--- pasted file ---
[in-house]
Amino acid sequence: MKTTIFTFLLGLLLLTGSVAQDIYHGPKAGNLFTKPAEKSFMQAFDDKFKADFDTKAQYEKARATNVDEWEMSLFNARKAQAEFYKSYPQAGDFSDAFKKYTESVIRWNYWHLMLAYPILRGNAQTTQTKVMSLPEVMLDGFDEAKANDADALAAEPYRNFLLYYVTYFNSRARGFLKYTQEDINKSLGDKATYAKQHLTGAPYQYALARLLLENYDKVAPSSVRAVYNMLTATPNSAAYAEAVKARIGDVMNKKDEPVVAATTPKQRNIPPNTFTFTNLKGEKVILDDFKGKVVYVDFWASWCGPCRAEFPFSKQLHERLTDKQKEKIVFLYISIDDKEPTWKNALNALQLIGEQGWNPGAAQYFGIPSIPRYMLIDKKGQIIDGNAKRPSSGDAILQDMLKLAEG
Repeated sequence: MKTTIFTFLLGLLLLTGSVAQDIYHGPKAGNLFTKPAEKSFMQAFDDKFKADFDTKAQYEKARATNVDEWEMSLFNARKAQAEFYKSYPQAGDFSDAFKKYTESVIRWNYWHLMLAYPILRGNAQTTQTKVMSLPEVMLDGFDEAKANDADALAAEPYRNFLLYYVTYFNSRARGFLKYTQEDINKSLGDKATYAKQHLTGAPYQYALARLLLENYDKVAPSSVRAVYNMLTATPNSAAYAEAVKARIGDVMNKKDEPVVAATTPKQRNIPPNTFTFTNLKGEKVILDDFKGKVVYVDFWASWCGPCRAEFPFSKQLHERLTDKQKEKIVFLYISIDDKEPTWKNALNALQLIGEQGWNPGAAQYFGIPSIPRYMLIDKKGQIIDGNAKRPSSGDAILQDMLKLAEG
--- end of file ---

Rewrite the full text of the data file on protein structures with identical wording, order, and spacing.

[in-house]
Amino acid sequence: MKTTIFTFLLGLLLLTGSVAQDIYHGPKAGNLFTKPAEKSFMQAFDDKFKADFDTKAQYEKARATNVDEWEMSLFNARKAQAEFYKSYPQAGDFSDAFKKYTESVIRWNYWHLMLAYPILRGNAQTTQTKVMSLPEVMLDGFDEAKANDADALAAEPYRNFLLYYVTYFNSRARGFLKYTQEDINKSLGDKATYAKQHLTGAPYQYALARLLLENYDKVAPSSVRAVYNMLTATPNSAAYAEAVKARIGDVMNKKDEPVVAATTPKQRNIPPNTFTFTNLKGEKVILDDFKGKVVYVDFWASWCGPCRAEFPFSKQLHERLTDKQKEKIVFLYISIDDKEPTWKNALNALQLIGEQGWNPGAAQYFGIPSIPRYMLIDKKGQIIDGNAKRPSSGDAILQDMLKLAEG
Repeated sequence: MKTTIFTFLLGLLLLTGSVAQDIYHGPKAGNLFTKPAEKSFMQAFDDKFKADFDTKAQYEKARATNVDEWEMSLFNARKAQAEFYKSYPQAGDFSDAFKKYTESVIRWNYWHLMLAYPILRGNAQTTQTKVMSLPEVMLDGFDEAKANDADALAAEPYRNFLLYYVTYFNSRARGFLKYTQEDINKSLGDKATYAKQHLTGAPYQYALARLLLENYDKVAPSSVRAVYNMLTATPNSAAYAEAVKARIGDVMNKKDEPVVAATTPKQRNIPPNTFTFTNLKGEKVILDDFKGKVVYVDFWASWCGPCRAEFPFSKQLHERLTDKQKEKIVFLYISIDDKEPTWKNALNALQLIGEQGWNPGAAQYFGIPSIPRYMLIDKKGQIIDGNAKRPSSGDAILQDMLKLAEG